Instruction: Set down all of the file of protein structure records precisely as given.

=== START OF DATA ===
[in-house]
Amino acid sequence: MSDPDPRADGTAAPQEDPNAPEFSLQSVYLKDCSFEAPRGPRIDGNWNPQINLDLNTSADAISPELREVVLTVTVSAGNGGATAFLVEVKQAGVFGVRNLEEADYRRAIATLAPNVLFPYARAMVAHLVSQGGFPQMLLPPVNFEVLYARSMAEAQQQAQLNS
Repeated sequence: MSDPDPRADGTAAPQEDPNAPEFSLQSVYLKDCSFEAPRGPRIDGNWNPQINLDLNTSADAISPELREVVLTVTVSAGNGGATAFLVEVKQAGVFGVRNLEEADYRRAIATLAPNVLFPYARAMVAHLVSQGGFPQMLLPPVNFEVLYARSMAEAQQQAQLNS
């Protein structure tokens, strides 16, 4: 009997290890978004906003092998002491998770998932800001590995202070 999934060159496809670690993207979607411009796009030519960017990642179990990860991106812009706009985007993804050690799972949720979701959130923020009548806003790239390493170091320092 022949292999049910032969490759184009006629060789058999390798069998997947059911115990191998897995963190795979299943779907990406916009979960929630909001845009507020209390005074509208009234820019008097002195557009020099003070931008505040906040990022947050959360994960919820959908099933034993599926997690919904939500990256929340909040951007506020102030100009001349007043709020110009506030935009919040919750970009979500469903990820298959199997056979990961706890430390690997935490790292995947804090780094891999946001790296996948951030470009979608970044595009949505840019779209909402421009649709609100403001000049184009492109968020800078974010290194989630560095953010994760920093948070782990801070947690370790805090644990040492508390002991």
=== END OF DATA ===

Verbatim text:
[in-house]
Amino acid sequence: MSDPDPRADGTAAPQEDPNAPEFSLQSVYLKDCSFEAPRGPRIDGNWNPQINLDLNTSADAISPELREVVLTVTVSAGNGGATAFLVEVKQAGVFGVRNLEEADYRRAIATLAPNVLFPYARAMVAHLVSQGGFPQMLLPPVNFEVLYARSMAEAQQQAQLNS
Repeated sequence: MSDPDPRADGTAAPQEDPNAPEFSLQSVYLKDCSFEAPRGPRIDGNWNPQINLDLNTSADAISPELREVVLTVTVSAGNGGATAFLVEVKQAGVFGVRNLEEADYRRAIATLAPNVLFPYARAMVAHLVSQGGFPQMLLPPVNFEVLYARSMAEAQQQAQLNS
């Protein structure tokens, strides 16, 4: 009997290890978004906003092998002491998770998932800001590995202070 999934060159496809670690993207979607411009796009030519960017990642179990990860991106812009706009985007993804050690799972949720979701959130923020009548806003790239390493170091320092 022949292999049910032969490759184009006629060789058999390798069998997947059911115990191998897995963190795979299943779907990406916009979960929630909001845009507020209390005074509208009234820019008097002195557009020099003070931008505040906040990022947050959360994960919820959908099933034993599926997690919904939500990256929340909040951007506020102030100009001349007043709020110009506030935009919040919750970009979500469903990820298959199997056979990961706890430390690997935490790292995947804090780094891999946001790296996948951030470009979608970044595009949505840019779209909402421009649709609100403001000049184009492109968020800078974010290194989630560095953010994760920093948070782990801070947690370790805090644990040492508390002991």